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Coronavirus: Spain records 331 new deaths, a slight rise from previous day

Published: Updated:

Spain on Monday counted another 331 new virus deaths, with the daily toll rising by several dozen from its lowest level in more than a month.

The figure lifted the total to 23,521 in Spain, which has suffered the world’s third-highest number of deaths but which on Sunday began easing lockdown conditions, allowing children out to play for the first time in six weeks.

Sunday’s toll had dropped to 288 -- the lowest 24-hour figure in more than five weeks -- giving another positive indication that the virus’ grip on the country was weakening.

Over the same period, 1,831 more people tested positive for the virus, with the health ministry’s emergencies coordinator Fernando Simon saying the evolution of the epidemic in terms of new cases was “very positive.”

Officials believe the epidemic peaked on April 2 when the daily toll hit 950.

Spain’s nearly 47 million people have spent more than six weeks under one of the strictest lockdowns in the world, with only adults authorized to leave home to buy food, medicine or walk the dog.

A first move to ease the restrictions went into force on Sunday when the under-14s were allowed out for the first time to go for a walk, a run or a bike ride accompanied by one parent.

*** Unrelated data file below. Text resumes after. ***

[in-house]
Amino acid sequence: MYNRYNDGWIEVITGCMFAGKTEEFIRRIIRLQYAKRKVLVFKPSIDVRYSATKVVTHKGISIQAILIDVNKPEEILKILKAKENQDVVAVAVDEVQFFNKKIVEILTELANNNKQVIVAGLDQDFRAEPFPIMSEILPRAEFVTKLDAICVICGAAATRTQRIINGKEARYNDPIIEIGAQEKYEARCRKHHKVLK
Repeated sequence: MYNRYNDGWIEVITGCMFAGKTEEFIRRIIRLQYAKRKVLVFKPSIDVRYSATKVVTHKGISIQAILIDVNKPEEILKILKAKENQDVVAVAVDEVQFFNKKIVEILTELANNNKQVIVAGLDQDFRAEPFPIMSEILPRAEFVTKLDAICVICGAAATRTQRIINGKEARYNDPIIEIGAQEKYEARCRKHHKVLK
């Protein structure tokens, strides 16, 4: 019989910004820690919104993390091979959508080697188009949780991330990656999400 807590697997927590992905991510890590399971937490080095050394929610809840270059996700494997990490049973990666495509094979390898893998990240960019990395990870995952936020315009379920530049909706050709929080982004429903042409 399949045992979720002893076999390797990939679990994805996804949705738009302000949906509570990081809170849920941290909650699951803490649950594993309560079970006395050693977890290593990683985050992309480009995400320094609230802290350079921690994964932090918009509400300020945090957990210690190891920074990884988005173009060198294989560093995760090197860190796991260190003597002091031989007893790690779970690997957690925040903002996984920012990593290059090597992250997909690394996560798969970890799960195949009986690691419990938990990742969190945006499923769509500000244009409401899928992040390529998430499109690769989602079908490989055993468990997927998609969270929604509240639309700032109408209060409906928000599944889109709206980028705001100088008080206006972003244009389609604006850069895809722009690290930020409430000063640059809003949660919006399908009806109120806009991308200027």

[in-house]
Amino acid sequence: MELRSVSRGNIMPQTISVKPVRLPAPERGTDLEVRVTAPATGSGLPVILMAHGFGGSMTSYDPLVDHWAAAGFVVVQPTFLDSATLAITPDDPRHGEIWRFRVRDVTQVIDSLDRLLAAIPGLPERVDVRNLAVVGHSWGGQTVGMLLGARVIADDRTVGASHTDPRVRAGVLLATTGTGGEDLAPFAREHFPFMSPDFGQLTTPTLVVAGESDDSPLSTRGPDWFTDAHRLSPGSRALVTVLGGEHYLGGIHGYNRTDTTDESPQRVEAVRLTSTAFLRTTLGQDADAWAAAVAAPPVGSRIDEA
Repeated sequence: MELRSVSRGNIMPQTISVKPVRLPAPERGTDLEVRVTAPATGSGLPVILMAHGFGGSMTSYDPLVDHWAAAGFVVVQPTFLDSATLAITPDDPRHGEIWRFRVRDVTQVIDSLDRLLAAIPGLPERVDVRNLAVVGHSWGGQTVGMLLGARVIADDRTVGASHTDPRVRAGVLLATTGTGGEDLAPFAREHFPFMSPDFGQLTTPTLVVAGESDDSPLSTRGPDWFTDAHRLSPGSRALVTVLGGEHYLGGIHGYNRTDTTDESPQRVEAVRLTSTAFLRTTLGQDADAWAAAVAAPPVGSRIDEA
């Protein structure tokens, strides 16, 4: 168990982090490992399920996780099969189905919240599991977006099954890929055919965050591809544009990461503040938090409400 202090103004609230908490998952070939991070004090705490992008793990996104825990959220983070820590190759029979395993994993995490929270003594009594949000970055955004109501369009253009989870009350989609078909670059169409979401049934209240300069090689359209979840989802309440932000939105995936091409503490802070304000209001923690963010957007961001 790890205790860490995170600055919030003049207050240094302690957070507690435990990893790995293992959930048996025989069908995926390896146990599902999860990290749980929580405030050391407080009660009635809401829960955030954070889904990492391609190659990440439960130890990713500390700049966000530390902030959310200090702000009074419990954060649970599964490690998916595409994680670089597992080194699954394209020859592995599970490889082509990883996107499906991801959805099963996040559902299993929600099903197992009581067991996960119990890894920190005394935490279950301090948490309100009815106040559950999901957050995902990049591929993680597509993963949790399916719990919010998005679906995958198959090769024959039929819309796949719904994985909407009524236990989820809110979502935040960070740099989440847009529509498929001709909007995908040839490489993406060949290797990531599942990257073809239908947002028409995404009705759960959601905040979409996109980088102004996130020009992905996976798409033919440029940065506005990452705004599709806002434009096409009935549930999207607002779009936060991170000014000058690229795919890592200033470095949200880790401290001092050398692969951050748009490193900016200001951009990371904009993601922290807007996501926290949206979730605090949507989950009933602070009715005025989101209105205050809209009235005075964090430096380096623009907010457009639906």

The new rules let them to go out for up to an hour a day within a one-kilometer radius of their homes, with a similar move easing conditions for the rest of the population to take effect from Saturday.

Spain has so far counted more than 210,000 cases of COVID-19, the second-highest figure in the world, although the health ministry only logs cases confirmed by tests.

Until late last week, the government was also including the numbers of those shown to have developed antibodies against the virus.

On Monday, the government began a seroprevalence study involving 60,000 people to collect information on the real number exposed to the virus through analyzing blood test data.

Raquel Yotti, head of the Carlos III Health Institute, said the study would allow experts to get a real picture of “the number of people who have been in contact with the virus” and who have developed antibodies.

“It’s important to know the spread of the virus at a national, regional and local level ... and to know if it happened at community level and how it may have spread within homes.”

The March 14 lockdown is set to remain in place until at least May 9, with the government mooting further steps to ease the restrictions in the second half of the month.

The number of people who have recovered from the virus now stands at well over 100,000.

Madrid has been the worst-hit area, accounting for 34 percent of all deaths, but the situation has improved to the extent that this week, officials are to expected to close a huge field hospital set up on the eastern outskirts of the city.

Read the latest updates in our dedicated coronavirus section.